By Roberta Nichols
“…Do justice, love kindness, walk humbly with your God” -Micah 6:8 (ESV)
Doing justice is doable — when you know how. Micah 6:8 has baffled me for years. I’ve always known its message is important to incorporate into my life, but I never understood what it means to “DO justice.” It always seemed an issue best left to the professionals, i.e., judges, lawyers, or government leaders. It never occurred to me that I could obey the biblical mandate in practical ways that are in line with my own talents and gifts.
When two workshops on justice were presented by World Vision at my church recently, I attended both to learn more. The first workshop established a foundation for biblical justice, or the “why.” The second workshop on biblical advocacy explained the “how” of advocacy in tangible ways that any layperson can easily implement. Facilitated by biblical advocacy trainer and author, Alexia Salvatierra, each workshop was skillfully presented and incorporated small group discussions that reinforced our learning experience.
To engage in biblical justice, “first we have to see,” says Salvatierra. In our busy world, we often don’t notice what’s going on next door, let alone across the globe. Learning to see others through Jesus’ eyes is the basis of compassion that leads to action. My eyes were opened to my own blindness. I began to pray for a heart that sees.
At the second workshop, I learned that biblical advocacy is about going beyond seeing what is, to casting a vision for what could be. We were challenged to be “wise as serpents and innocent as doves” (Matthew 10:16) in our advocacy by employing both “serpent power” and “dove power.” Serpent power employs influence and appeals to the self-interest of the decision-maker. Dove power incorporates the power of the Holy Spirit released through prayer and often involves encouraging or “giving courage” to persons in power as we invite them to do the right thing (justice).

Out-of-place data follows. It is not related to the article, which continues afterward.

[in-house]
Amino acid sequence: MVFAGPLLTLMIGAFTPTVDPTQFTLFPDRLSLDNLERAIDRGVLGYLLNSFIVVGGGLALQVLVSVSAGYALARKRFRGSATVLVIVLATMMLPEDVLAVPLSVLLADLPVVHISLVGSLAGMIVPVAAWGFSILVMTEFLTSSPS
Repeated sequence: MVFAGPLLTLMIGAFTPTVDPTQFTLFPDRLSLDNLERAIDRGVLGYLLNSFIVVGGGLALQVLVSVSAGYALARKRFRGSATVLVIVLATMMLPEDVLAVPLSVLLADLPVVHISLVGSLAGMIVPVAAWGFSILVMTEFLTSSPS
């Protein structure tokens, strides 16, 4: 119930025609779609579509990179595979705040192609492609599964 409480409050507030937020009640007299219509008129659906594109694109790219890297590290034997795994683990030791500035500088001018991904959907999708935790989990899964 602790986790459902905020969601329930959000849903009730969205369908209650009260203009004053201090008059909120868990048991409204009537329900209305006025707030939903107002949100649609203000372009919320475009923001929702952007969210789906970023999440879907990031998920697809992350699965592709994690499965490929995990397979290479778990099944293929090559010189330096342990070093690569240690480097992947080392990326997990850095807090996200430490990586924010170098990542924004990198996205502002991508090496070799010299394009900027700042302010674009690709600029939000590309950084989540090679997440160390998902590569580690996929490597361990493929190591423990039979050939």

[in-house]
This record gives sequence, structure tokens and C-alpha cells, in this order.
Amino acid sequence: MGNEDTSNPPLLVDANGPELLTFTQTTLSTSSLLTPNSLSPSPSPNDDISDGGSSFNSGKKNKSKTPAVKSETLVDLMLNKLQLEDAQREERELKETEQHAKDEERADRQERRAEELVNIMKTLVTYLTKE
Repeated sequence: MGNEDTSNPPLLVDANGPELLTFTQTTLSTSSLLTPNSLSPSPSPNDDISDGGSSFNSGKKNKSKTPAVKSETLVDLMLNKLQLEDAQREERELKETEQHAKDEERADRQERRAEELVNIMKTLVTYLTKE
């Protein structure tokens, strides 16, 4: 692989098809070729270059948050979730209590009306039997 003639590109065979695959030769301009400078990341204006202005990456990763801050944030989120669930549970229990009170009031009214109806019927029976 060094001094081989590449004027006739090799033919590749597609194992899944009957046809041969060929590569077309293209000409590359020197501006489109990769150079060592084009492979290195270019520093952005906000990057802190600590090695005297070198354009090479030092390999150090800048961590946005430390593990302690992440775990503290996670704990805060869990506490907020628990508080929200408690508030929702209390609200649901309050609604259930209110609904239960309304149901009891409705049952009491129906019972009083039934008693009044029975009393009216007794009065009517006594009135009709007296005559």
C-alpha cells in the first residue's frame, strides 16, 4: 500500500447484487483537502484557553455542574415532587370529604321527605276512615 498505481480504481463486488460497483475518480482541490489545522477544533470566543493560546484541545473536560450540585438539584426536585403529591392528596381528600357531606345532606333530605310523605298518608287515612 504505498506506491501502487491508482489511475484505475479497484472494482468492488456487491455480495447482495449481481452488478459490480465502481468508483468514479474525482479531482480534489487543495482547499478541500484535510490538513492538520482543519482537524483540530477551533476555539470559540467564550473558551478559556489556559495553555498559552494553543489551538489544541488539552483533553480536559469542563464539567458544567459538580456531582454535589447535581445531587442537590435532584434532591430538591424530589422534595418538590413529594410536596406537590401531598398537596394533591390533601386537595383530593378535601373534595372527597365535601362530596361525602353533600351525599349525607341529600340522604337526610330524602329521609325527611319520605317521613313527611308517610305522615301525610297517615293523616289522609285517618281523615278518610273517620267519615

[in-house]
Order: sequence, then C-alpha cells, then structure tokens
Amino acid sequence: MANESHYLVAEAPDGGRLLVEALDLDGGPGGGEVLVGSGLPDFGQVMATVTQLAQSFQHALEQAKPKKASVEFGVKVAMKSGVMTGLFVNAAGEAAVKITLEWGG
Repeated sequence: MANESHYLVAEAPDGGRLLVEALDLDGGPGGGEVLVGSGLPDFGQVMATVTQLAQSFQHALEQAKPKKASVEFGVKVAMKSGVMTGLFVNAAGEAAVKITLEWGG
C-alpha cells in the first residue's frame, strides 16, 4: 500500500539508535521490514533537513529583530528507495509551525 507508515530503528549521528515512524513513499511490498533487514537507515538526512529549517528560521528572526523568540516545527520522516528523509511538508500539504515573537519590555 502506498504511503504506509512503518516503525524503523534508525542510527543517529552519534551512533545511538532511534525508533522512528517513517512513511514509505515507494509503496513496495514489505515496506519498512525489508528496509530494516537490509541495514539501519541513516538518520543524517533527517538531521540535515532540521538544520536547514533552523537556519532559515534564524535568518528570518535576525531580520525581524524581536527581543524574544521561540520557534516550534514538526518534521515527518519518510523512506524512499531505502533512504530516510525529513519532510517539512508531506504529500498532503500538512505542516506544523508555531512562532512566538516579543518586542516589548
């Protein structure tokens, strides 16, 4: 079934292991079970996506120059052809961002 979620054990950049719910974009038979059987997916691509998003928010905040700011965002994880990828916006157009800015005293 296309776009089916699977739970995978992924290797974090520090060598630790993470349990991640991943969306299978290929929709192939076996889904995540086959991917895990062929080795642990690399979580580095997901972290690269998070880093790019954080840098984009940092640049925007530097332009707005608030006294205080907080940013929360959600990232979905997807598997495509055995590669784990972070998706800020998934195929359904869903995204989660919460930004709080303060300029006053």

Along with strategies, we were given practical tools to begin advocacy – the name and contact information for our local congressman, and an issue to advocate for – birth registration through the Girls Count Act.
Our church chose to offer training in biblical justice and advocacy to elevate justice as a key spiritual mandate. “It’s easy to get people excited about the need for justice in the world, but difficult to actually get them engaged in meaningful ways,” says Chaz Nichols, Director of Outreach at Westwood Community Church in Excelsior, Minnesota. “Advocacy is something practical we can all do right now, whether it is emailing our elected decision makers on specific issues, visiting a legislator’s office, or making phone calls to local representatives. The Spirit-led and Bible-based practical training provided by World Vision created a greater awareness of needs and provided strategies for the issues God brings to us.”
Attending the Biblical Advocacy Training made me aware that anyone can advocate for justice. Even I can “do justice” by using my gifts and skills of writing, praying, and encouragement to tackle the issues that speak to my heart.
To host a Biblical Advocacy Training at your church or organization, click here, or consider these five steps that we followed to make ours happen:
- Click this link to sign-up to arrange a Biblical Advocacy Training. World Vision will provide a trainer and program materials for participants.
- Coordinate the date, time and physical logistics for the workshop. Reserve a meeting room, make table and seating arrangements, request audio visual equipment, etc.
- Create an event team to manage the details, including participant recruitment, creating promotional materials, set up, beverage and snack service, and clean up after the event.
- Communicate details about the workshop. At our church the event was publicized on our website, in our monthly church publication, and on the Outreach Facebook page. Our Justice Team also promoted the workshop to others in their sphere of influence.
- Consider forming a Justice Team to harness the momentum gained by advocacy training. A Justice Team can target key initiatives to adopt as a congregation and can create ways to foster engagement by the church at large. World Vision can provide ideas and practical tools to equip your team for effective service.
Roberta Nichols is an independent copywriter based in Chaska, Minnesota.
Photo: Chaz Nichols, Director of Outreach at Westwood Community Church with other ministry leaders during a Justice Advocacy Training in January 2015. (Photo courtesy of Amanda Mootz.)